Resource Issues: Kelp Harvesting
Monterey Bay National Marine Sanctuary (MBNMS) contains one of the largest expanses of kelp forests in California. The physical structure of kelp provides vertical habitat similar to trees on land, providing an important ecosystem function for fish, invertebrates, and marine mammals. More information about kelp forest ecology within MBNMS is available at the Sanctuary Integrated Monitoring Network (SIMoN) website.
Kelp has been harvested within the sanctuary at a variety of locations to provide feed for aquaculture operations and an ingredient (algin) for various products. In the latter 1990's, conflicts arose in Monterey Bay over the harvesting of kelp, a practice that has been managed for decades by the California Department of Fish and Game (now the California Department of Fish and Wildlife). At that time, kelp canopies were retreating in Monterey Bay, and concerns arose that kelp harvesting might pose threats to local kelp forests and wildlife. State harvesting regulations prohibit cutting kelp more than 4 feet below the water surface.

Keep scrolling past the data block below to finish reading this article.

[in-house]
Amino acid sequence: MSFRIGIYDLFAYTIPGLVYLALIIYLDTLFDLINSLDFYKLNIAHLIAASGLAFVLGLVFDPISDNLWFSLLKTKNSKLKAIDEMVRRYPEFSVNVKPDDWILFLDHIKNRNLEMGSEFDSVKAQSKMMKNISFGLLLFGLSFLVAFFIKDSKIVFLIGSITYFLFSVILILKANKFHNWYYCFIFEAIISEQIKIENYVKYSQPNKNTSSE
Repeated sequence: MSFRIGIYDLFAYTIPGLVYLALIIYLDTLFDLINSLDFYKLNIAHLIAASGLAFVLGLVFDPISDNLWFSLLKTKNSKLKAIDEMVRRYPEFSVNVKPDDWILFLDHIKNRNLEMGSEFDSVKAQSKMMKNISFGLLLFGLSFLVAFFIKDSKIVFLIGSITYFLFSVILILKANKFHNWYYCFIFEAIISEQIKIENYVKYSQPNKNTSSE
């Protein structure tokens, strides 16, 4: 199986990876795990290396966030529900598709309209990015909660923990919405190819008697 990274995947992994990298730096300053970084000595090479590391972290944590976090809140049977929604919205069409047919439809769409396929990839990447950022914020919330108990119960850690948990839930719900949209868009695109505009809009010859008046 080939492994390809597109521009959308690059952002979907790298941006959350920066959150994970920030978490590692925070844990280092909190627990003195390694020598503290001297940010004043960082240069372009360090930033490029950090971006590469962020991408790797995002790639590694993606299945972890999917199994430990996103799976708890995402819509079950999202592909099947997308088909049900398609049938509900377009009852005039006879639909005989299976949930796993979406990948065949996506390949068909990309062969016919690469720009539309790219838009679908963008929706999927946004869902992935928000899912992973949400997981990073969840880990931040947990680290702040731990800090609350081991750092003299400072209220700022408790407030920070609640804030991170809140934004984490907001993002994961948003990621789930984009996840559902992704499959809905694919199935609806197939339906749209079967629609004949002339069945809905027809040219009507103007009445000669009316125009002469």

How is the sanctuary involved?
In 2000 MBNMS conducted a thorough evaluation of the kelp harvesting issue, identified some problems, and provided detailed recommendations to the California Department of Fish and Game regarding the management of kelp resources within sanctuary boundaries. In 2001, the Department of Fish and Game included the majority of the sanctuary's recommendations in its statewide kelp management plan.
Since 1992, federal regulations have prohibited the disturbance of submerged lands within the sanctuary, thus protecting kelp from seafloor extraction. State regulations also prohibit removal of kelp from the seafloor.Today, the sanctuary's kelp forests are healthy and thriving. Commercial harvesting of kelp within the sanctuary has always been relatively modest in scale, and has diminished in recent years as the economy has slowed.